CDMA employs analog-to-digital conversion (ADC) in combination with spread spectrum technology. Audio input is first digitized into binary elements. The frequency of the transmitted signal is then made to vary according to a defined pattern (code), so it can be intercepted only by a receiver whose frequency response is programmed with the same code, so it follows exactly along with the transmitter frequency. There are trillions of possible frequency-sequencing codes; this enhances privacy and makes cloning difficult.
The CDMA channel is nominally 1.23 MHz wide. CDMA networks use a scheme called soft handoff, which minimizes signal breakup as a handset passes from one cell to another. The combination of digital and spread-spectrum modes supports several times as many signals per unit bandwidth as analog modes. CDMA is compatible with other cellular technologies; this allows for nationwide roaming.
The original CDMA standard, also known as CDMA One and still common in cellular telephones in the U.S., offers a transmission speed of only up to 14.4 Kbps in its single channel form and up to 115 Kbps in an eight-channel form. CDMA2000 and wideband CDMA deliver data many times faster.
Global System for Mobile communication
GSM (Global System for Mobile communication) is a digital mobile telephone system that is widely used in Europe and other parts of the world. GSM uses a variation of time division multiple access (Time Division Multiple Access) and is the most widely used of the three digital wireless telephone technologies (TDMA, GSM, and CDMA). GSM digitizes and compresses data, then sends it down a channel with two other streams of user data, each in its own time slot. It operates at either the 900 MHz or 1800 MHz frequency band.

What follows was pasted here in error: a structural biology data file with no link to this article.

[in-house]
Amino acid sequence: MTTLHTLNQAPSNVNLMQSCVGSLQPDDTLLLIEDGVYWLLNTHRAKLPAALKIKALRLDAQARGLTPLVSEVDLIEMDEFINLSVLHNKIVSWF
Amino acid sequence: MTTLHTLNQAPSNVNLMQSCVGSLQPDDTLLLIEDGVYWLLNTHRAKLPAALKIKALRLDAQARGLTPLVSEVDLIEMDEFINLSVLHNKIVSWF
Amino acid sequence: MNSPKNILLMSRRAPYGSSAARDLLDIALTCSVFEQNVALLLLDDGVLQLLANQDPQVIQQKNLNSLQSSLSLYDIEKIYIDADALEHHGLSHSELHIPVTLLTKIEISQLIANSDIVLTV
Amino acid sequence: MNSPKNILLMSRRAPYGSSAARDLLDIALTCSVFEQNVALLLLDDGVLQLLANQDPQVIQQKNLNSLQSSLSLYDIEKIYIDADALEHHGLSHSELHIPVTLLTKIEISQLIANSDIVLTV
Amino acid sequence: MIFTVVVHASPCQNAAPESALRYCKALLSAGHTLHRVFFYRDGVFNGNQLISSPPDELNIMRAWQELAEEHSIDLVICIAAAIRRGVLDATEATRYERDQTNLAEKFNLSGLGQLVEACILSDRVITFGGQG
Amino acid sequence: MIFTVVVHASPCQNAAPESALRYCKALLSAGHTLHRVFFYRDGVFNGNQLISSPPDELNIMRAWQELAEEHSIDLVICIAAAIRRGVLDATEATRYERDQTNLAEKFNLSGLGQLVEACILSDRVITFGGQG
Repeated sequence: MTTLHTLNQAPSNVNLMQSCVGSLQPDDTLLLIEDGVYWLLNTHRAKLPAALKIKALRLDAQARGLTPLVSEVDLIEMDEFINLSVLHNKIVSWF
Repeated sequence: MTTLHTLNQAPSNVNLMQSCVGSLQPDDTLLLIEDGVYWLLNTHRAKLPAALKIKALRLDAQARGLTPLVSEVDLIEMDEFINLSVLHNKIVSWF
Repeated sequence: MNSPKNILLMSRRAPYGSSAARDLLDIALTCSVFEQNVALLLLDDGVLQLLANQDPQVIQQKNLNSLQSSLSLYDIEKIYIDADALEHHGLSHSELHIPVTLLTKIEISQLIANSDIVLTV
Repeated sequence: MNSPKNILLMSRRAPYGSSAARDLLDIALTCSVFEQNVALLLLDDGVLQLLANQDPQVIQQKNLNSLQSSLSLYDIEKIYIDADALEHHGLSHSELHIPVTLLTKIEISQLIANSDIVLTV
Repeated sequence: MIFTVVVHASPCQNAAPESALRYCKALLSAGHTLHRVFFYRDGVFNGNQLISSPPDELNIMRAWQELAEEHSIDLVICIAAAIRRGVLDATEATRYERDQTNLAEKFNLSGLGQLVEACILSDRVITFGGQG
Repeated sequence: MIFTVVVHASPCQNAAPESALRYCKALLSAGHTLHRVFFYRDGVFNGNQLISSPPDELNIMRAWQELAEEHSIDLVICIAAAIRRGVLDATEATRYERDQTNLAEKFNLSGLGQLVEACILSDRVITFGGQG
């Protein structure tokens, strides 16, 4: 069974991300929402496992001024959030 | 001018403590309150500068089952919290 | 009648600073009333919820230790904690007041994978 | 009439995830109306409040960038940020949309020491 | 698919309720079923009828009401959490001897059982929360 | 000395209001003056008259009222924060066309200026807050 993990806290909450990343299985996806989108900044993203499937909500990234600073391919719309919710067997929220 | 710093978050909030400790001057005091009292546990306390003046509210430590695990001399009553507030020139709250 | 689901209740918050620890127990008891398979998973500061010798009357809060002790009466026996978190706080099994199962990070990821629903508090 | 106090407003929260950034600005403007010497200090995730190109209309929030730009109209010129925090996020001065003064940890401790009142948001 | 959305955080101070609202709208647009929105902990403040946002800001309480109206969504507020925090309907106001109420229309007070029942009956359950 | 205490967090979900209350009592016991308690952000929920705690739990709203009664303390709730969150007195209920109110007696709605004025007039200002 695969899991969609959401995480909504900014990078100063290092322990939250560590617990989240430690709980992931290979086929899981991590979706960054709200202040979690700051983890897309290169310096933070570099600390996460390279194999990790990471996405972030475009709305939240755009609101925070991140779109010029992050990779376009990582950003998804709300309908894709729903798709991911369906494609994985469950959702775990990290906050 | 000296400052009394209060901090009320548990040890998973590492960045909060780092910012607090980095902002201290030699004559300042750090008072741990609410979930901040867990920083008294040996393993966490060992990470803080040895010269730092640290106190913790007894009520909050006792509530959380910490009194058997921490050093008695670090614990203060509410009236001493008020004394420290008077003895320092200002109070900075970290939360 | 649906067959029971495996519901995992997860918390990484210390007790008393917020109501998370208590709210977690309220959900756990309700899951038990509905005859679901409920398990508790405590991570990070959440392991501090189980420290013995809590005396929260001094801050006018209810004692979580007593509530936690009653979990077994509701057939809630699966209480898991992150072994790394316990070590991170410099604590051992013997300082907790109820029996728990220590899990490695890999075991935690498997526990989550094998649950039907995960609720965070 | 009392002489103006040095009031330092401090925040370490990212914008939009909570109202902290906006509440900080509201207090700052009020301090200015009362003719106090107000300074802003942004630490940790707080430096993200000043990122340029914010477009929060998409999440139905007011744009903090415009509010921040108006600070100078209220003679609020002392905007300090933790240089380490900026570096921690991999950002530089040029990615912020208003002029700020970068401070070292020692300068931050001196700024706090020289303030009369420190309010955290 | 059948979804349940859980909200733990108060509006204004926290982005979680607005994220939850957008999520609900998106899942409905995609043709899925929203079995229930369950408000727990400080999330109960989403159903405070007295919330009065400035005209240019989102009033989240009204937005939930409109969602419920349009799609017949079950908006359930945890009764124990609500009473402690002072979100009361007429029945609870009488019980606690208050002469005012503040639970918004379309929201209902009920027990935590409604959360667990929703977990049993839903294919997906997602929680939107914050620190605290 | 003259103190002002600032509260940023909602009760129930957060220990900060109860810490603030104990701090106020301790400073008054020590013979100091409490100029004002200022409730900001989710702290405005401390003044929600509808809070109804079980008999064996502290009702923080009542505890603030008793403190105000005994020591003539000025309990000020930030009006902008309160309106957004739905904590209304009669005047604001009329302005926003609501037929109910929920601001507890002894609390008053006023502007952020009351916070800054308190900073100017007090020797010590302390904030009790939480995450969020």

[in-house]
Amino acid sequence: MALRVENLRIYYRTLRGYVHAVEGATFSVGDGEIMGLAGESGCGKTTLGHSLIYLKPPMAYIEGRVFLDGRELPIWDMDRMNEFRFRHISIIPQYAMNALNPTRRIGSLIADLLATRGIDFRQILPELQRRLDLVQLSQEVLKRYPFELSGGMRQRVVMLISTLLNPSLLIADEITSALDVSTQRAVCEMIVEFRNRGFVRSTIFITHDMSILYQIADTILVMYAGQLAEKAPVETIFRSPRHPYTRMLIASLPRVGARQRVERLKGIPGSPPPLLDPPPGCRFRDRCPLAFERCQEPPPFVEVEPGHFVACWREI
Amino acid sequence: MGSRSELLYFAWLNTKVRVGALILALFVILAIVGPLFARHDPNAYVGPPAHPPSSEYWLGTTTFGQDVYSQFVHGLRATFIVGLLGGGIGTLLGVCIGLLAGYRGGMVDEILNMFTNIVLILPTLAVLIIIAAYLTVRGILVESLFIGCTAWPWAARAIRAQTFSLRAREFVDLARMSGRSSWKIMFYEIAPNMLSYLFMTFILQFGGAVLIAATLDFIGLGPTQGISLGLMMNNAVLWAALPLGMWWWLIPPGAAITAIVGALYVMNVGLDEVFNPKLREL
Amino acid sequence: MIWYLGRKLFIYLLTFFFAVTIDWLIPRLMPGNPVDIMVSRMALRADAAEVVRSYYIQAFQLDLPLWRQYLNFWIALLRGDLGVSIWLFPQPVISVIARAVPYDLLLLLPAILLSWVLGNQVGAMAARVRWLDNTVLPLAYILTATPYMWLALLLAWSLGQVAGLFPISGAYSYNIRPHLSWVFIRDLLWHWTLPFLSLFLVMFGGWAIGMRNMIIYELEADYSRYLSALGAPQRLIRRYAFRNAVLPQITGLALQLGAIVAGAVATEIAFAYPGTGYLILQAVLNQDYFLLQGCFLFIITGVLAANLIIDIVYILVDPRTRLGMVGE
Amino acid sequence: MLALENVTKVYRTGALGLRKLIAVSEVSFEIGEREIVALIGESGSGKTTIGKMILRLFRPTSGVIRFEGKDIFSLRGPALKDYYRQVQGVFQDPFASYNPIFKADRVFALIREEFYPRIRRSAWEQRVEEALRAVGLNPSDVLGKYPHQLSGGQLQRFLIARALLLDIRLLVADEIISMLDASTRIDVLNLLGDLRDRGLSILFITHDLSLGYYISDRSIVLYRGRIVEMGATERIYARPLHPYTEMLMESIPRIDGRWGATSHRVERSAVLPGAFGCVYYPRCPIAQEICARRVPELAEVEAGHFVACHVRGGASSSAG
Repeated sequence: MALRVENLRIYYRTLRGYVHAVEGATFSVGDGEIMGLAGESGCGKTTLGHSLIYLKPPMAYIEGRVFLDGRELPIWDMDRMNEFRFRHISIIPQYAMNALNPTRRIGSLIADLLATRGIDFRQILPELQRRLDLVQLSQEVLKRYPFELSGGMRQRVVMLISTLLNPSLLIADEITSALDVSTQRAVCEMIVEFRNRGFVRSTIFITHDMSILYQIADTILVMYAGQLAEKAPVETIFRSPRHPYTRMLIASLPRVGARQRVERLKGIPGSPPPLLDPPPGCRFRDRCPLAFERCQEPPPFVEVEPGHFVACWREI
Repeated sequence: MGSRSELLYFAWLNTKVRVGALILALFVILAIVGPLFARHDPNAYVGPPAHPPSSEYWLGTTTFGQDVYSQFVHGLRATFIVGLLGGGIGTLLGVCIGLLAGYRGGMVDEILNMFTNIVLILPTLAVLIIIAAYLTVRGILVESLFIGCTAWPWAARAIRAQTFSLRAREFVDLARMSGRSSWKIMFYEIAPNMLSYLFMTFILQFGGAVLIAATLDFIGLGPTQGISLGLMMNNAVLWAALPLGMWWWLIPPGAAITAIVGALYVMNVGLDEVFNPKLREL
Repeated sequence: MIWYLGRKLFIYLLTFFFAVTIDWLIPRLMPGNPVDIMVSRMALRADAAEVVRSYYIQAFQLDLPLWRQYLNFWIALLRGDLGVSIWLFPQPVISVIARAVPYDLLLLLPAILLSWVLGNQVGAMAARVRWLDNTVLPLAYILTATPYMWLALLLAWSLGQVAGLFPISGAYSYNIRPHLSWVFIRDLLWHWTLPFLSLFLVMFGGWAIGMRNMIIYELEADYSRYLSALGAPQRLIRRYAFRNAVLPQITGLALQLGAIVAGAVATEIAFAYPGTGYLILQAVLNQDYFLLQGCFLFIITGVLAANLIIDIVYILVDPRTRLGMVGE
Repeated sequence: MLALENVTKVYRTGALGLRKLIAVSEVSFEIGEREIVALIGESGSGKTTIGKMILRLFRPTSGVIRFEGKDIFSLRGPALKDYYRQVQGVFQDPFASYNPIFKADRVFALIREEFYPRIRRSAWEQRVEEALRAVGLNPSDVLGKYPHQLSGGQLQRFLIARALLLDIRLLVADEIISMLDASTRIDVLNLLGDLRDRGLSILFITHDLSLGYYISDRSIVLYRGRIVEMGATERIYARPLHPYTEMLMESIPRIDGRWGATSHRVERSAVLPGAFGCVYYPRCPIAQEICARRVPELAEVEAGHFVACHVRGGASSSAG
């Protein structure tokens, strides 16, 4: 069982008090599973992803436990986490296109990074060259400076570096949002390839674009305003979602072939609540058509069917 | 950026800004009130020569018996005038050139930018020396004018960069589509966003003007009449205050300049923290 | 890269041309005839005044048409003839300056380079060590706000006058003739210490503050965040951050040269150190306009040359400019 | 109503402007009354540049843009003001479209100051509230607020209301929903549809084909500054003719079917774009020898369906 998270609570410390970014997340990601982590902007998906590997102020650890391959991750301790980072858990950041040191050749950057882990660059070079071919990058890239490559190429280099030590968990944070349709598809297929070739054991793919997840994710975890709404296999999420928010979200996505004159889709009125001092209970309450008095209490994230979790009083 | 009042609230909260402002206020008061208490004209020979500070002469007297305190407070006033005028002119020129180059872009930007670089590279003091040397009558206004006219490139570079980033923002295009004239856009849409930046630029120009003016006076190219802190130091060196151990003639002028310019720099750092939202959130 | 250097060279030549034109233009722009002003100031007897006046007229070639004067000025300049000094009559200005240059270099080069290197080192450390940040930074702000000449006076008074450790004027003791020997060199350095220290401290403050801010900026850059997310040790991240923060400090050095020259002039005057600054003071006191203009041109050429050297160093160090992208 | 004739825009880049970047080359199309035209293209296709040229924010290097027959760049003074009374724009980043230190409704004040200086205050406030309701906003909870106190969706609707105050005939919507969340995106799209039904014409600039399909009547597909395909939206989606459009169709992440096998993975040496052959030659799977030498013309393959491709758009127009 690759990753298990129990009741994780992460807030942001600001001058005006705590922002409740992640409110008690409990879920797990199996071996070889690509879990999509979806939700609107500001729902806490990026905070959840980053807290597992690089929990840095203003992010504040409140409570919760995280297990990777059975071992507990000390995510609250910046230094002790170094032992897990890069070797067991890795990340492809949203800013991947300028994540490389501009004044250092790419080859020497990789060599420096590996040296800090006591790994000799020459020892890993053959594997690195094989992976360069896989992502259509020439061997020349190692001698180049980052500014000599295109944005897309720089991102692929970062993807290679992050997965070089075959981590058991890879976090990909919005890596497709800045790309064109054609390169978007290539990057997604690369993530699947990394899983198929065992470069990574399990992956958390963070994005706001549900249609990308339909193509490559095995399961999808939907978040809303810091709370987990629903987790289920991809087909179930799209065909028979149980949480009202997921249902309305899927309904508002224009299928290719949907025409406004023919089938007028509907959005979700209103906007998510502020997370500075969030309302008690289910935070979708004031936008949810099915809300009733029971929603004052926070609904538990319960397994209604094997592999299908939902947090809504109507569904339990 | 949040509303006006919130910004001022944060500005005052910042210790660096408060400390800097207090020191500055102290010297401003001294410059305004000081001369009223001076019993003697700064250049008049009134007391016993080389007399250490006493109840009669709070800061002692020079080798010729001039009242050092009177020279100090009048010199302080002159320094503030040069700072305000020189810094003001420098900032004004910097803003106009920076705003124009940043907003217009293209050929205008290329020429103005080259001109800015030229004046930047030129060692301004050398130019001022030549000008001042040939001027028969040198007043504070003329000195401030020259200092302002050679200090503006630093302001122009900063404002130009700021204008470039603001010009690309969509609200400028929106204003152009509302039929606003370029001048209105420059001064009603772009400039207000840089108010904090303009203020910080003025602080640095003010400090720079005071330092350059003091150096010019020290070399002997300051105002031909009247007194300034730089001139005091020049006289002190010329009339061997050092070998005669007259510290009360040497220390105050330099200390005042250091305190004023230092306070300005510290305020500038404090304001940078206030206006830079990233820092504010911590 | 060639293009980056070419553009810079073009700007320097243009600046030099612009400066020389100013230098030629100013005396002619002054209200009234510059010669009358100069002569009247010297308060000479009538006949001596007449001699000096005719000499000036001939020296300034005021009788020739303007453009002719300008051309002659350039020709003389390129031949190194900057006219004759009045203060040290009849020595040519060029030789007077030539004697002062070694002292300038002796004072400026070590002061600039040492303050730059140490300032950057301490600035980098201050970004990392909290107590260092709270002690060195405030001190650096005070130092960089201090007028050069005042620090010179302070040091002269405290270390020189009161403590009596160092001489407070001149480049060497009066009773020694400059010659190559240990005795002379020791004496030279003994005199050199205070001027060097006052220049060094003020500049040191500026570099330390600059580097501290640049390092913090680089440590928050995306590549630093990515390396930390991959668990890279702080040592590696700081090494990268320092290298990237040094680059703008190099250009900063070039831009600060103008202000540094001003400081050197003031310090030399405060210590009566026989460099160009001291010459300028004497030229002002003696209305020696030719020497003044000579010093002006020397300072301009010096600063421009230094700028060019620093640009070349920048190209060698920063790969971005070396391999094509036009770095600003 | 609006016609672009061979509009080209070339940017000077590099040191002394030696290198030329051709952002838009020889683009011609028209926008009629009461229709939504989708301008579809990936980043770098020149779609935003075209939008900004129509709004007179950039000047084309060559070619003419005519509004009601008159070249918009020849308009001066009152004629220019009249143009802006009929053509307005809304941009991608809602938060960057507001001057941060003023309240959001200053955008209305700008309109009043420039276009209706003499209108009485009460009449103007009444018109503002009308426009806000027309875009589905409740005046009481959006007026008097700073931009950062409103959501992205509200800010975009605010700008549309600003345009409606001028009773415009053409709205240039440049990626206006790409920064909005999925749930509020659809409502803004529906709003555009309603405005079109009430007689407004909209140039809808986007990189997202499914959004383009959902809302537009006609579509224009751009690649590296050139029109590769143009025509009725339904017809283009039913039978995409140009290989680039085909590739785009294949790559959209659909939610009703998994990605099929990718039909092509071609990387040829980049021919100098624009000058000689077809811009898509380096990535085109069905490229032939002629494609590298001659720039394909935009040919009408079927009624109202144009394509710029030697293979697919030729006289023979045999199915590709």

GSM is the de facto wireless telephone standard in Europe. GSM has over 120 million users worldwide and is available in 120 countries, according to the GSM MoU Association. Since many GSM network operators have roaming agreements with foreign operators, users can often continue to use their mobile phones when they travel to other countries.
American Personal Communications (APC), a subsidiary of Sprint, is using GSM as the technology for a broadband personal communications service (personal communications services). The service will ultimately have more than 400 base stations for the palm-sized handsets that are being made by Ericsson, Motorola, and Nokia. The handsets include a phone, a text pager, and an answering machine.